Researchers agree that now is a crucial time to be involved in hepatitis C virus (HCV) research. “Current estimates suggest that HCV infects over 170 million people worldwide,” notes David B. Smith, Ph.D., principal research scientist, Roche. “The current standard of care (SOC) for HCV involves 48–72 weeks of treatment with pegylated interferon and ribavirin. Approximately 40–60% of the patients treated with SOC achieve a sustained viral response after this treatment. Roche is highly active in the effort to discover additional treatment options that can be added to the existing SOC to increase these response rates and benefit more patients.”
Improving the course of treatment for HCV is not without its challenges, however. “HCV has a notoriously high rate of mutation,” says Anna M. Boguszewska-Chachulska, Ph.D., cofounder of Genomed. “We need to find a solution that addresses this, and there are a few compounds under development out there that look promising at this time.”
Cambridge Healthtech is hosting an HCV drug discovery track as a part of the “Drug Discovery Chemistry Conference” to be held next month in San Diego. This article previews some of the talks as well as provides an update on what’s happening in small molecule drug discovery in the HCV field.
Flossie Wong-Staal, Ph.D., CSO and executive vp research at ItherX, says that the conference is happening at a good time for her company. “We just licensed a compound that failed as an anti-inflammatory that has great potential in the HCV space. It already has a good safety profile in over 250 human subjects and is highly potent against HCV entry (EC50 in the picomolar range). This drug is now ready for a proof of concept clinical study in HCV patients.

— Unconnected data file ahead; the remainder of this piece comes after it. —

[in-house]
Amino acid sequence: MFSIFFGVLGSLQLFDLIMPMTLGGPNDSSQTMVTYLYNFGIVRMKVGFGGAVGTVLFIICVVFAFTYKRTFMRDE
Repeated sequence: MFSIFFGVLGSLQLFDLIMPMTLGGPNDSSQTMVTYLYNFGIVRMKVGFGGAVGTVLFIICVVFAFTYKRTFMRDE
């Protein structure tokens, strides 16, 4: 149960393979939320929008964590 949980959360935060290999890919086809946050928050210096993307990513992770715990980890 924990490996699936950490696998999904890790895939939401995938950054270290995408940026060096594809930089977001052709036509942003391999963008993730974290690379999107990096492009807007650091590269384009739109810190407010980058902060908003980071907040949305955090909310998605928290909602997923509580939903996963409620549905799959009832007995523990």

“Our back-up candidates exhibit EC50 of <1 nM and a >10,000-fold therapeutic window in our assays has been shown using both genotype 1 and genotype 2 HCV. All the entry inhibitors act additively with the current standard of care as well as an HCV protease inhibitor,” says Dr. Staal. “Furthermore, the compounds are equally potent against a protease mutant virus that is resistant to the protease inhibitor. This class of compounds can add significantly to a drug cocktail targeting multiple steps of the viral life cycle, with the goal of completely eliminating virus infection.”
Dr. Wong-Staal will talk about developing entry inhibitors for HCV. “We’ve developed different programs for targeting virus entry at different points. ITX5081 and its back-up compounds target a known HCV receptor, SR-B1. We have a series of compounds that target the HCV virus envelope. This is at the lead-optimization stage. A third program is based on a new receptor for HCV that we have discovered and shown to be essential for HCV infection of liver cells.
“This target is amenable to both biologics and small molecule drug development. Unlike HIV, which utilizes one of two alternative co-receptors for virus entry, HCV engages multiple receptors in series, and it appears that blocking any of these receptors would affect virus inhibition. Furthermore, such inhibitors should be able to work synergistically with each other, as well as with inhibitors using other modes of action.”